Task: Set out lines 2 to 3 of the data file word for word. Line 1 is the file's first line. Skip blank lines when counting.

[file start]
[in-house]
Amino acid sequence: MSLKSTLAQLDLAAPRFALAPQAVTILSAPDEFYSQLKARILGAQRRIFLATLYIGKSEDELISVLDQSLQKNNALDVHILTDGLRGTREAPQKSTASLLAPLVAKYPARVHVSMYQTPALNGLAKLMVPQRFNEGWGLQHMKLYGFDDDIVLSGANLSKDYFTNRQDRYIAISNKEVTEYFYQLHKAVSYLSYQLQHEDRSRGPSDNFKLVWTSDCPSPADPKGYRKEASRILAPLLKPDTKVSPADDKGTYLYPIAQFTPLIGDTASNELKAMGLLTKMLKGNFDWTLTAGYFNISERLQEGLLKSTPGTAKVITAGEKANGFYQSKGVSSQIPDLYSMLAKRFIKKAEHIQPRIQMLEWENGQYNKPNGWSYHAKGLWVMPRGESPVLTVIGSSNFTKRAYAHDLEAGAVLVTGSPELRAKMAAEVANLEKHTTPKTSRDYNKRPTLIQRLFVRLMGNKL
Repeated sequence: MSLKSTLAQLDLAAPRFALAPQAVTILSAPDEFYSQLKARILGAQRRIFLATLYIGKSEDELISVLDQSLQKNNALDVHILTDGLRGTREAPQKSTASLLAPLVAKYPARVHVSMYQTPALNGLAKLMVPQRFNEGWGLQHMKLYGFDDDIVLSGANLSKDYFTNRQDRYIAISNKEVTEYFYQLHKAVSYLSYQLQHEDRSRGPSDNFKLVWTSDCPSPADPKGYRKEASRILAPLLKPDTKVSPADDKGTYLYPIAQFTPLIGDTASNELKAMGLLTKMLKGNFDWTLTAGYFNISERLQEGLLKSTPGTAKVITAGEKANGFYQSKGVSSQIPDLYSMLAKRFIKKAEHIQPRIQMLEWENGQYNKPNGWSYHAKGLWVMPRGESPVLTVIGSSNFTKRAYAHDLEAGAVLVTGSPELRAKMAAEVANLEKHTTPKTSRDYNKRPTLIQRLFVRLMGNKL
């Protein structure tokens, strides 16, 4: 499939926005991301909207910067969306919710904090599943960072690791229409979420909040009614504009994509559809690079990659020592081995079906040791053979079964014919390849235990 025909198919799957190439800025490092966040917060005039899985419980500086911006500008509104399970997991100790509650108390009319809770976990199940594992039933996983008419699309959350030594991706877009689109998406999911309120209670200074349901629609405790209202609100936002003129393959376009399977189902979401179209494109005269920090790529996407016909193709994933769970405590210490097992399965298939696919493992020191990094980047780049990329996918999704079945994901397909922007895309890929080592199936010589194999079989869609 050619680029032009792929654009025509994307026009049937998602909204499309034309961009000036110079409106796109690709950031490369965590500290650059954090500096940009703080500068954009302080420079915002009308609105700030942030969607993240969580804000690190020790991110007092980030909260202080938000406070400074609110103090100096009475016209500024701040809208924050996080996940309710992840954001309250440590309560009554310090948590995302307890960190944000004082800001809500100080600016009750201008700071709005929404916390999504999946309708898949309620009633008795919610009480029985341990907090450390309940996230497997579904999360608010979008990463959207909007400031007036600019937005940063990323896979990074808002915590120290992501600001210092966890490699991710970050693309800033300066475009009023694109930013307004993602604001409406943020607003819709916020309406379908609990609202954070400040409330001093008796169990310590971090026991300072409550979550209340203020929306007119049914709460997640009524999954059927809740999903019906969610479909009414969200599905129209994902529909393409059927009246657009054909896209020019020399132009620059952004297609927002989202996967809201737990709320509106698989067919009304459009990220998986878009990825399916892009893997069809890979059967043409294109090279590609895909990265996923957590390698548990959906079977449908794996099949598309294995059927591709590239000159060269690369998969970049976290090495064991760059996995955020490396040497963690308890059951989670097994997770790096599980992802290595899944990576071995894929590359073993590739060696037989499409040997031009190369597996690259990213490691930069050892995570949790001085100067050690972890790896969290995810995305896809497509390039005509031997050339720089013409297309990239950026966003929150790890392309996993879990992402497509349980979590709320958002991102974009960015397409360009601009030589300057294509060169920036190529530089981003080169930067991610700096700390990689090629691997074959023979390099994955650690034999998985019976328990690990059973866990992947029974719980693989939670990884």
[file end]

Amino acid sequence: MSLKSTLAQLDLAAPRFALAPQAVTILSAPDEFYSQLKARILGAQRRIFLATLYIGKSEDELISVLDQSLQKNNALDVHILTDGLRGTREAPQKSTASLLAPLVAKYPARVHVSMYQTPALNGLAKLMVPQRFNEGWGLQHMKLYGFDDDIVLSGANLSKDYFTNRQDRYIAISNKEVTEYFYQLHKAVSYLSYQLQHEDRSRGPSDNFKLVWTSDCPSPADPKGYRKEASRILAPLLKPDTKVSPADDKGTYLYPIAQFTPLIGDTASNELKAMGLLTKMLKGNFDWTLTAGYFNISERLQEGLLKSTPGTAKVITAGEKANGFYQSKGVSSQIPDLYSMLAKRFIKKAEHIQPRIQMLEWENGQYNKPNGWSYHAKGLWVMPRGESPVLTVIGSSNFTKRAYAHDLEAGAVLVTGSPELRAKMAAEVANLEKHTTPKTSRDYNKRPTLIQRLFVRLMGNKL
Repeated sequence: MSLKSTLAQLDLAAPRFALAPQAVTILSAPDEFYSQLKARILGAQRRIFLATLYIGKSEDELISVLDQSLQKNNALDVHILTDGLRGTREAPQKSTASLLAPLVAKYPARVHVSMYQTPALNGLAKLMVPQRFNEGWGLQHMKLYGFDDDIVLSGANLSKDYFTNRQDRYIAISNKEVTEYFYQLHKAVSYLSYQLQHEDRSRGPSDNFKLVWTSDCPSPADPKGYRKEASRILAPLLKPDTKVSPADDKGTYLYPIAQFTPLIGDTASNELKAMGLLTKMLKGNFDWTLTAGYFNISERLQEGLLKSTPGTAKVITAGEKANGFYQSKGVSSQIPDLYSMLAKRFIKKAEHIQPRIQMLEWENGQYNKPNGWSYHAKGLWVMPRGESPVLTVIGSSNFTKRAYAHDLEAGAVLVTGSPELRAKMAAEVANLEKHTTPKTSRDYNKRPTLIQRLFVRLMGNKL